Examples of this second type of self-critic could be someone that struggles in interpersonal relationships. Maybe they view themselves as an inadequate mother because they saw their own mother struggle with self-doubt raising her own children. Or maybe they’re a very confident woman that has a terrible relationship with food, looking at each meal as getting a pass or fail score because to her food is is either good or bad, it is never just food that you need to eat because you are hungry. The woman in this second example may appear confident on the outside, and does not care what others think of her, but she is anxious as she prepares to eat or angry at herself later for not eating something she deems unhealthy.
So why am I bringing this to your attention? Because some of you out there are very aware of your anxiousness and the sense of constant self-scrutiny. Yet, there are also many others who don’t see themselves as unhappy, anxious, or stressed…yet if they did some deep reflection and slowed the thoughts, they might have a true realization of what it means to feel joy all – the – time. They have made ‘perfectionism’ so normalized, they are not even aware of it. They are not aware of the amount of adrenaline shooting through their bodies and ‘must not fail’ or ‘be weak’ or ‘do lesser than’ part of them that is on constant high alert because of constantly measuring themselves up to others.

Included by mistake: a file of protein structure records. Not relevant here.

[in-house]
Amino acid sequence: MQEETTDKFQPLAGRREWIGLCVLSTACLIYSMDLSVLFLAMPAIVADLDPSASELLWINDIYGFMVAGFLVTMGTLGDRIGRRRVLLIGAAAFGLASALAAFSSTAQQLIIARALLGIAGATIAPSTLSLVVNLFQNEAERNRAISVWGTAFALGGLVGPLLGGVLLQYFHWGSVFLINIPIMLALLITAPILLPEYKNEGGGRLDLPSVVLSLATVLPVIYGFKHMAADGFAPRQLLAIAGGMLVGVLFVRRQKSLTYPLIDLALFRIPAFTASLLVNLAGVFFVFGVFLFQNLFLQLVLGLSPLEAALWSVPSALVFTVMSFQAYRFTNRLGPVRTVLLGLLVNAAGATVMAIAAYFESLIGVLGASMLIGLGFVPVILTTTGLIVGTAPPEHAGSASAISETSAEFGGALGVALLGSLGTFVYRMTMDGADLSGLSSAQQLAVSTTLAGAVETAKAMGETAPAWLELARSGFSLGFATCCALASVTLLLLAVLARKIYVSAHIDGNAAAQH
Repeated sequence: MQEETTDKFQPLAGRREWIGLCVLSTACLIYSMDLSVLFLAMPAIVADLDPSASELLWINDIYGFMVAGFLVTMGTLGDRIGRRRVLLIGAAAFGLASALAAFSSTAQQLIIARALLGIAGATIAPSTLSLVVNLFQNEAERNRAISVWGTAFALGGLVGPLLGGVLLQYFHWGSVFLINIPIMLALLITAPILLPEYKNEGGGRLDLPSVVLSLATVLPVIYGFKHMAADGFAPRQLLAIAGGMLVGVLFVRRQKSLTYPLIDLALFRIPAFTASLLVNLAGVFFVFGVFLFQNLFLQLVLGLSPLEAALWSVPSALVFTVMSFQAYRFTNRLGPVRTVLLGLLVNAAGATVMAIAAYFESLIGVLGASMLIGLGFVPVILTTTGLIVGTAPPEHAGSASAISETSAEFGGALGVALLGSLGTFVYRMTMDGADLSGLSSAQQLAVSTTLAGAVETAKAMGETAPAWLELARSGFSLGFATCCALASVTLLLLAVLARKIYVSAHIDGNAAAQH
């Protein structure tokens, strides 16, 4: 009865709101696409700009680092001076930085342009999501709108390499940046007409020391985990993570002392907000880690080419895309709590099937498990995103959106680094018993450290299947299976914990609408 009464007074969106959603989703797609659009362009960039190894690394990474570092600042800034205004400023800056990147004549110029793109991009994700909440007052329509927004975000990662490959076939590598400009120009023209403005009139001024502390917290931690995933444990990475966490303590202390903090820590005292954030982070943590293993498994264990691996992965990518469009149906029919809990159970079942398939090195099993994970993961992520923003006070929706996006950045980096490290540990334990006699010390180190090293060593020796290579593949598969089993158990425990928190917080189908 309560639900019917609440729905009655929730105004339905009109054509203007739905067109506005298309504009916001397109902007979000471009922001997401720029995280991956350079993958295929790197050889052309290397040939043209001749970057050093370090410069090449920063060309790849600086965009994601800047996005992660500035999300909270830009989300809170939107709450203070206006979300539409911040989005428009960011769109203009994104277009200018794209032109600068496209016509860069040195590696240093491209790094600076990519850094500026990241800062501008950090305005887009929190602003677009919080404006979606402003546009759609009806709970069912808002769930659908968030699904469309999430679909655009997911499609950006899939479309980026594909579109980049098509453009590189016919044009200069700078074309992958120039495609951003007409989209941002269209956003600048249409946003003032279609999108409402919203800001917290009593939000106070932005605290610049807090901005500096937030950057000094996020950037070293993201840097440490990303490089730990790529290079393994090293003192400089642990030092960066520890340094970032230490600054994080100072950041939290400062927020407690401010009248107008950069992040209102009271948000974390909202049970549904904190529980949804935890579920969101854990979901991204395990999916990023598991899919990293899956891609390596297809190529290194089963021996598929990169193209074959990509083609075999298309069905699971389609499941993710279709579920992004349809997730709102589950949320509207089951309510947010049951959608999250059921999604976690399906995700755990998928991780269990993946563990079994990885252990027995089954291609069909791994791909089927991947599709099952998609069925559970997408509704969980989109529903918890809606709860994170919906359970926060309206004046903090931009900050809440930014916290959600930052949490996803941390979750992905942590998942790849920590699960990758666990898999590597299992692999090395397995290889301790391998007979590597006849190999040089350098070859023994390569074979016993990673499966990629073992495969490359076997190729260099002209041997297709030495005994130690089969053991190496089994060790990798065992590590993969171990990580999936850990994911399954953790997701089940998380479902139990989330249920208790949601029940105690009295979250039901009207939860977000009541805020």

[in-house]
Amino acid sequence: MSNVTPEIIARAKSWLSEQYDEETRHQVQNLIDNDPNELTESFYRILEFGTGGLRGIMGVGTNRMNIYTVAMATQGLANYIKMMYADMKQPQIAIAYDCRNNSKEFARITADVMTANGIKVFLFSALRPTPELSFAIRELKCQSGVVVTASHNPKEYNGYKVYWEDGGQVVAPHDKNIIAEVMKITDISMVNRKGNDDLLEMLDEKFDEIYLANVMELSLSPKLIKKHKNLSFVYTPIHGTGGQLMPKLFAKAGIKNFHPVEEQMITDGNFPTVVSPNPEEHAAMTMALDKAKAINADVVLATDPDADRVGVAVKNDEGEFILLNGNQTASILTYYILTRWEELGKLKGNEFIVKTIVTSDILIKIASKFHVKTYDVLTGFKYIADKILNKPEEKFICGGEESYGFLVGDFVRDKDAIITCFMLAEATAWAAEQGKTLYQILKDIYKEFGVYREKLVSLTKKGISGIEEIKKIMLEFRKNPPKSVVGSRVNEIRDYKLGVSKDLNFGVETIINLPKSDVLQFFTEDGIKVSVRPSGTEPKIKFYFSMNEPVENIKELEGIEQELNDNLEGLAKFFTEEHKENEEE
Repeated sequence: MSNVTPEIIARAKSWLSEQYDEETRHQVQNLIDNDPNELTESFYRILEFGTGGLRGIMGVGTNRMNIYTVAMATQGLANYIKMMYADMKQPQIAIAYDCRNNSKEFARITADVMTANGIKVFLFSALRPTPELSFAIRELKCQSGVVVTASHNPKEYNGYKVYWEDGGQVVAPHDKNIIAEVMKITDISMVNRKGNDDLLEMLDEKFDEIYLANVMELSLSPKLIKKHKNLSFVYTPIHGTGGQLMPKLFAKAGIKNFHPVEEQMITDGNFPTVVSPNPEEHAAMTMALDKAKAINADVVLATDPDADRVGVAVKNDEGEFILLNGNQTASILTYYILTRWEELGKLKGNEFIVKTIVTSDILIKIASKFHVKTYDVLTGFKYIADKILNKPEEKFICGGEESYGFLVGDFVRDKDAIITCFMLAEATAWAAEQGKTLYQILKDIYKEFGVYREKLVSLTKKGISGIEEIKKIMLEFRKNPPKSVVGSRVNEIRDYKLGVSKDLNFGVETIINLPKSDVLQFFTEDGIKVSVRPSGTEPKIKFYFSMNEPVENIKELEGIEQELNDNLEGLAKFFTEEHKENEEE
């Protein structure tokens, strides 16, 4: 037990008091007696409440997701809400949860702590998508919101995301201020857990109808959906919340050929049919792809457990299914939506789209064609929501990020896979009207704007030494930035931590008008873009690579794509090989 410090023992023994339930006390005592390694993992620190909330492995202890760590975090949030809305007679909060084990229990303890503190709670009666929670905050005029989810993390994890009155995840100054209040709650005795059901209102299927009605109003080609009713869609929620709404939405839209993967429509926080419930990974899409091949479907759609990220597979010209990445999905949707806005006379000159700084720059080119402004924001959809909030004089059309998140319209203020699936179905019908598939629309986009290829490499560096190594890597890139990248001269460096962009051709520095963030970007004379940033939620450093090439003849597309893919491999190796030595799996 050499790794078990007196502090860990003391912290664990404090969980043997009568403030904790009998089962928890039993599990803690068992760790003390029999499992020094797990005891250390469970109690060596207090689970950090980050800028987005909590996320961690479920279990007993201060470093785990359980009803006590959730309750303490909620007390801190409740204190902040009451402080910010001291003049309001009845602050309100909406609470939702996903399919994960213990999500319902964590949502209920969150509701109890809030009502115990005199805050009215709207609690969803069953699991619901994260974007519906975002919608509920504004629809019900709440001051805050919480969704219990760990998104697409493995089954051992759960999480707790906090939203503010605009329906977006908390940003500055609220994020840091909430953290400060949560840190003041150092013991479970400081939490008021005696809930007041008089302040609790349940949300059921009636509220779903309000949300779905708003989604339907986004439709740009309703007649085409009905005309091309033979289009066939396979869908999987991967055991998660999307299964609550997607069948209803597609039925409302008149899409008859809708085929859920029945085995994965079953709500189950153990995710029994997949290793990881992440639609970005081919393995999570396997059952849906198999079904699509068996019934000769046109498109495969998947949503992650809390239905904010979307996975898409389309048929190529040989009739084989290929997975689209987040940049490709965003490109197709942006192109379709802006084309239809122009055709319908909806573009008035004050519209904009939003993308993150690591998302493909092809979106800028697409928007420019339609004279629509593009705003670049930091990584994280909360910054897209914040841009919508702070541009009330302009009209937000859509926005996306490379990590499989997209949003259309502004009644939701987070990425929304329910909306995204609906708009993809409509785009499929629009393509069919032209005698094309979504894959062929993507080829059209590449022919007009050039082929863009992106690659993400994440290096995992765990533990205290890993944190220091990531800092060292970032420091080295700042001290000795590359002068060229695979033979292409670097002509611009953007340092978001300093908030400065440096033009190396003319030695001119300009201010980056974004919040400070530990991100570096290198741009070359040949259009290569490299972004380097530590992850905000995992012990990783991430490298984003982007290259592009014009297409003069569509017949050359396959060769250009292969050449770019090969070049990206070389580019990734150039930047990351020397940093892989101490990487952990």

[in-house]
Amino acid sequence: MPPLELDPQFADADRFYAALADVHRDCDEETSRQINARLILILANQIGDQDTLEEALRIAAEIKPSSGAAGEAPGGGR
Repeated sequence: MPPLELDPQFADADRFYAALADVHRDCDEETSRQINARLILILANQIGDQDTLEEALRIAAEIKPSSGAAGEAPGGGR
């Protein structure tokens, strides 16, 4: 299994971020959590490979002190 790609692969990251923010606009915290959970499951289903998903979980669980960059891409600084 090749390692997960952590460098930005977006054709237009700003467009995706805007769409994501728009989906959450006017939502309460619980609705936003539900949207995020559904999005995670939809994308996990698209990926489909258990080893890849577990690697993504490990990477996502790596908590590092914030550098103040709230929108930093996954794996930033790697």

How to get out of this need to succeed? How can we take that pressure off ourselves to always measure up to ________? The answer will be in next week’s post. But to give you a teaser, it is related to tapping into your physical energy. What makes you smile, dance, radiate, stand upright…
Till then, I would like you to gain more awareness of how you feel at any given moment, as you go about your day. Are you too much in your head? Are you catastrophizing something that no one else sees? Are you judging yourself as you engage in normal daily behavior? Or can you just exist and live gregariously? Can you be you and still feel joy?